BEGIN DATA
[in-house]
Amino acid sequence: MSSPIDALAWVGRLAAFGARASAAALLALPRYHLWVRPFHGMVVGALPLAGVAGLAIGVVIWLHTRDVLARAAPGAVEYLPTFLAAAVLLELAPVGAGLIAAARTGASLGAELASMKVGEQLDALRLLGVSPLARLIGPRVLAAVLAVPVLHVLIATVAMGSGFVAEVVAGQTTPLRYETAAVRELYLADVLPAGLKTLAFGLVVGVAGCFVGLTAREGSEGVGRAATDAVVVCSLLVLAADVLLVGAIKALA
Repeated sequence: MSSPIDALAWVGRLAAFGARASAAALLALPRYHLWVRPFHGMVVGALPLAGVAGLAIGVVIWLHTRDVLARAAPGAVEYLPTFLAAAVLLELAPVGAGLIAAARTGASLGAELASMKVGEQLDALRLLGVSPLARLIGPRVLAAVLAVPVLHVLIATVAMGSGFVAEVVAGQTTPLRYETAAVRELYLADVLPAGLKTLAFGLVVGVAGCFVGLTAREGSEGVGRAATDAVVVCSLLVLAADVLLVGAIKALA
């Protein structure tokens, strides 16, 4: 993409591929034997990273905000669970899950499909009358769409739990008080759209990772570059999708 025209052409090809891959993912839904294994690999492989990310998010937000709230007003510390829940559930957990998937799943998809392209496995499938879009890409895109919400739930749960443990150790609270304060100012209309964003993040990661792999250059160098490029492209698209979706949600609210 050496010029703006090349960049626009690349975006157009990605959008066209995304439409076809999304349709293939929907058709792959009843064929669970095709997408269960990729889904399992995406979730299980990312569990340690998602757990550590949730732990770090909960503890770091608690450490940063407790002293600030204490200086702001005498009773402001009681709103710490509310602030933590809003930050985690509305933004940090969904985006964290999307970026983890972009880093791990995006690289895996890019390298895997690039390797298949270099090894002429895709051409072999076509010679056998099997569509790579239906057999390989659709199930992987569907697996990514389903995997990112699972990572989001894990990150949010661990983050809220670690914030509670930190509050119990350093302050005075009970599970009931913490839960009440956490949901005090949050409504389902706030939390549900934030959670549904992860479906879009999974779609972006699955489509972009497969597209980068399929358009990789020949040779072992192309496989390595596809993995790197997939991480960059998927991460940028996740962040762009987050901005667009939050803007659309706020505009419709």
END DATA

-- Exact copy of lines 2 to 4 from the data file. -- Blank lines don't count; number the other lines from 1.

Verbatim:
Amino acid sequence: MSSPIDALAWVGRLAAFGARASAAALLALPRYHLWVRPFHGMVVGALPLAGVAGLAIGVVIWLHTRDVLARAAPGAVEYLPTFLAAAVLLELAPVGAGLIAAARTGASLGAELASMKVGEQLDALRLLGVSPLARLIGPRVLAAVLAVPVLHVLIATVAMGSGFVAEVVAGQTTPLRYETAAVRELYLADVLPAGLKTLAFGLVVGVAGCFVGLTAREGSEGVGRAATDAVVVCSLLVLAADVLLVGAIKALA
Repeated sequence: MSSPIDALAWVGRLAAFGARASAAALLALPRYHLWVRPFHGMVVGALPLAGVAGLAIGVVIWLHTRDVLARAAPGAVEYLPTFLAAAVLLELAPVGAGLIAAARTGASLGAELASMKVGEQLDALRLLGVSPLARLIGPRVLAAVLAVPVLHVLIATVAMGSGFVAEVVAGQTTPLRYETAAVRELYLADVLPAGLKTLAFGLVVGVAGCFVGLTAREGSEGVGRAATDAVVVCSLLVLAADVLLVGAIKALA
């Protein structure tokens, strides 16, 4: 993409591929034997990273905000669970899950499909009358769409739990008080759209990772570059999708 025209052409090809891959993912839904294994690999492989990310998010937000709230007003510390829940559930957990998937799943998809392209496995499938879009890409895109919400739930749960443990150790609270304060100012209309964003993040990661792999250059160098490029492209698209979706949600609210 050496010029703006090349960049626009690349975006157009990605959008066209995304439409076809999304349709293939929907058709792959009843064929669970095709997408269960990729889904399992995406979730299980990312569990340690998602757990550590949730732990770090909960503890770091608690450490940063407790002293600030204490200086702001005498009773402001009681709103710490509310602030933590809003930050985690509305933004940090969904985006964290999307970026983890972009880093791990995006690289895996890019390298895997690039390797298949270099090894002429895709051409072999076509010679056998099997569509790579239906057999390989659709199930992987569907697996990514389903995997990112699972990572989001894990990150949010661990983050809220670690914030509670930190509050119990350093302050005075009970599970009931913490839960009440956490949901005090949050409504389902706030939390549900934030959670549904992860479906879009999974779609972006699955489509972009497969597209980068399929358009990789020949040779072992192309496989390595596809993995790197997939991480960059998927991460940028996740962040762009987050901005667009939050803007659309706020505009419709």